Over the weekend, driving back from a lighthouse my family and I went to go sit by for a while, my Dad put on a podcast he’d wanted us to listen to; he’d said so over a warm lobster roll. The day had threatened to be colder, and the view was quite nice, I slept.
It was an NPR TED Radio Hour, and the speakers were all experts in Big Data. Recent technological advancements have exponentially increased the amount of information computers can store and analyze, and the implications of these advancements are as exciting as they are terrifying. Data that can help vastly improve medicine, as well as facilitate the potential for preemptive policing and gross invasion of privacy.
How we manage and wield this data is an essential question we face. Most of the talkers had pleasant enough voices, but my Dad has the habit of pausing to add commentary and I’m very much a rhythm person. Later I was thinking about this. I was also thinking about the Canvas. I remembered someone. Trevor Paglen had come up in conversation with someone I met at the Death Grips show this weekend, it was fun and my back hurts. Trevor Paglen uses his art as a platform to discuss the need for privacy and how much more crucial it is that we protect it in the digital age.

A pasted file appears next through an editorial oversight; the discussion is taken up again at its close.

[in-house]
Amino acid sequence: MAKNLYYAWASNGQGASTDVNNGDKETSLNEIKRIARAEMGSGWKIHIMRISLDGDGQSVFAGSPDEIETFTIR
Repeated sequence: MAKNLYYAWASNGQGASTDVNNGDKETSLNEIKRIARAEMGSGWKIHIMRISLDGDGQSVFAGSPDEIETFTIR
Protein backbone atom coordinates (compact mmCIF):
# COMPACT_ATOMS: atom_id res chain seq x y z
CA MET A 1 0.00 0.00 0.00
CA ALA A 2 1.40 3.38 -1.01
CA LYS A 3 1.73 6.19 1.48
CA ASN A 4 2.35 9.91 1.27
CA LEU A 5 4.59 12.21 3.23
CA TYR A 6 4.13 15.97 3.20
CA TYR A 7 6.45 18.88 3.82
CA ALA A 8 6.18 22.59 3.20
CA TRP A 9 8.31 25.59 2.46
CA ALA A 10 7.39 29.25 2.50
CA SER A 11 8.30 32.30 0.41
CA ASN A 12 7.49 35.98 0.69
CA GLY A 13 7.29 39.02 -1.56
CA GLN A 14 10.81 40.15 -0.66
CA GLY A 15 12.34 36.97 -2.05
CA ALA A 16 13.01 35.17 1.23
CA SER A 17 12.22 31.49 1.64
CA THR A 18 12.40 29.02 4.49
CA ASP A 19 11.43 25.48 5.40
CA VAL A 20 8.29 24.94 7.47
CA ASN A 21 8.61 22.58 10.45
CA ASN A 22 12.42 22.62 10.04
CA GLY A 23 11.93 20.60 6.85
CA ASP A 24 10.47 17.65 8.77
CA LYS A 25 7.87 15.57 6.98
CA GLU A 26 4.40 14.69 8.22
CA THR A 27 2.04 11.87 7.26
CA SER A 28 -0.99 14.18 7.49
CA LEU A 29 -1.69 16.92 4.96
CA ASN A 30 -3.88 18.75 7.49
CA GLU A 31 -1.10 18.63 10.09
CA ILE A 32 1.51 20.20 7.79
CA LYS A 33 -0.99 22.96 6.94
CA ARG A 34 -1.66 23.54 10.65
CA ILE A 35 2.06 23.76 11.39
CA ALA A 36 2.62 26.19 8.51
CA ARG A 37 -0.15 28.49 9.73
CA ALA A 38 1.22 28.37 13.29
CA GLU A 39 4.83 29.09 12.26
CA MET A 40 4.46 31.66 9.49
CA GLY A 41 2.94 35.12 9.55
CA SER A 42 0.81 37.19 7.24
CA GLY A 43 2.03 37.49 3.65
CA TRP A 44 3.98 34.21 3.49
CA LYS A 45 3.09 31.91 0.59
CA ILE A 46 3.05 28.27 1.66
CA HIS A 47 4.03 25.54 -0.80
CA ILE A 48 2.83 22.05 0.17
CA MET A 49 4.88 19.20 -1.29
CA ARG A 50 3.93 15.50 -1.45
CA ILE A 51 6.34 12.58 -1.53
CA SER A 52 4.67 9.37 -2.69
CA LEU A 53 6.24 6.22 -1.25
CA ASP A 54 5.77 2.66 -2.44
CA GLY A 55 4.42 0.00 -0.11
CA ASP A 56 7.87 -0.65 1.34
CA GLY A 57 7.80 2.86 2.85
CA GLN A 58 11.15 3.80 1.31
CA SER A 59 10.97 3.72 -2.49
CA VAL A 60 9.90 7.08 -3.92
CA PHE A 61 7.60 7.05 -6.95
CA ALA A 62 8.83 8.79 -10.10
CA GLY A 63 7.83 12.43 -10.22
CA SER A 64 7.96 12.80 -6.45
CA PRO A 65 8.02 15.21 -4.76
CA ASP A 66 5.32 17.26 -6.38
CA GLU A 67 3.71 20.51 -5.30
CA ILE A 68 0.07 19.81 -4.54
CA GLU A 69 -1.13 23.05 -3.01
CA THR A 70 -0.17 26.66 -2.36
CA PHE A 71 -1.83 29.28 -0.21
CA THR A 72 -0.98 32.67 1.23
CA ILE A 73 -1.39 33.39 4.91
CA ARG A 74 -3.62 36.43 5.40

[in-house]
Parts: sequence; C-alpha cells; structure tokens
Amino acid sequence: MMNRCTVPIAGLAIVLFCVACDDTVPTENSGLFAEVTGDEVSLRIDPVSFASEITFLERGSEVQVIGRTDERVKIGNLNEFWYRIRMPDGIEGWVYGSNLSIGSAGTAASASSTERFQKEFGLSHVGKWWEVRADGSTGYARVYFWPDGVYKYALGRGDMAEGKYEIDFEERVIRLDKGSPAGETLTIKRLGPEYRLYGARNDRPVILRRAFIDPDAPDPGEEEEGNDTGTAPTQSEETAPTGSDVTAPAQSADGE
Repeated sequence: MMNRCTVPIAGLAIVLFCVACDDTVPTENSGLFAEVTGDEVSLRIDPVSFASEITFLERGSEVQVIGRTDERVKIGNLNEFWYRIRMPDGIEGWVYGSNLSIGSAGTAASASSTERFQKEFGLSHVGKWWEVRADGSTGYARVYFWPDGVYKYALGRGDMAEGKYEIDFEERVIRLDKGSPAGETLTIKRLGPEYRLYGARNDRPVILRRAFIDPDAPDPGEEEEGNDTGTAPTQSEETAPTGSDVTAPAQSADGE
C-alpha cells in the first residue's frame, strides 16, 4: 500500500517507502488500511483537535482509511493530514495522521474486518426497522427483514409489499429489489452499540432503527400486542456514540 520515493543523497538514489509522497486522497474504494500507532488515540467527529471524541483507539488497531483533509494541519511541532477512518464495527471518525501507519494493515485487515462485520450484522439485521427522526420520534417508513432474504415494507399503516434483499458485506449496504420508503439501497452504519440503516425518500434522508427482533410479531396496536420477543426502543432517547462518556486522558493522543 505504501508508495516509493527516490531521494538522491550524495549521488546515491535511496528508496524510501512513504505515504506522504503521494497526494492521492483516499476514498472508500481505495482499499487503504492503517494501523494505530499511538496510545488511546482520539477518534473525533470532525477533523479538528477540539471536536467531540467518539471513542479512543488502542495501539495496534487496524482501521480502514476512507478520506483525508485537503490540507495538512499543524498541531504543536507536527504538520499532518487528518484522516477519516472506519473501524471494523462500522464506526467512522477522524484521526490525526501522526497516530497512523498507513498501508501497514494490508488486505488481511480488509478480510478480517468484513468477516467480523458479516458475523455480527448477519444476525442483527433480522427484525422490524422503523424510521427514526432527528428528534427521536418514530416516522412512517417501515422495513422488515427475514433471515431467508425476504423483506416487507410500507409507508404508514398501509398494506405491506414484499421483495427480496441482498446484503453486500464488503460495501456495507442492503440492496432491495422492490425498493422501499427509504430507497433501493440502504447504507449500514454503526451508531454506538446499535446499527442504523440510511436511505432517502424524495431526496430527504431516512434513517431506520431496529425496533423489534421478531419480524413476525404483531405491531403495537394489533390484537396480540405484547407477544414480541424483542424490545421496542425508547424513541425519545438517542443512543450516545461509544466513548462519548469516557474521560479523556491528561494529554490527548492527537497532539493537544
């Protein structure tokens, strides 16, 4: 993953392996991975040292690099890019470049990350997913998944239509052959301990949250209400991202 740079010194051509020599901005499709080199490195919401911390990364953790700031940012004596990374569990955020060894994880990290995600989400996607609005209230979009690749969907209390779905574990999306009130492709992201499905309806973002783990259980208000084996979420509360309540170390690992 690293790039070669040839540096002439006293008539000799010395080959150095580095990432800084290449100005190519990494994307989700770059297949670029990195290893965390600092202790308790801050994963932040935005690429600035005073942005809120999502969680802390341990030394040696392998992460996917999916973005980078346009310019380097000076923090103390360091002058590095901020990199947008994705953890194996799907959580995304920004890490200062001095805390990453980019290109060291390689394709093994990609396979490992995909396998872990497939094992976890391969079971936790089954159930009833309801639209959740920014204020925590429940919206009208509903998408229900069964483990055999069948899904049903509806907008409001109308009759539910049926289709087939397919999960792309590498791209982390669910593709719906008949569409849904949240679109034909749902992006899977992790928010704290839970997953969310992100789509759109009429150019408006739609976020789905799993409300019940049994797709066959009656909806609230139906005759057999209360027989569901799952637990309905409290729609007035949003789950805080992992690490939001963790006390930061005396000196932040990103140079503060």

I researched Trevor, and I found one work of his that really fascinated me. His team and him constructed a specialized Wi-Fi router that essentially uses the museum in which it is housed as a connection to a private Tor network. I’m not well versed in the specifics of the technology, but the social implications of having museums choosing to display an Autonomy Cube as safe houses for privacy is powerful. Paglen has positioned the Art world's most powerful institutions in opposition to the ever encroaching hand of Big Data.
The Autonomy Cube is also beautiful. Read more about it here.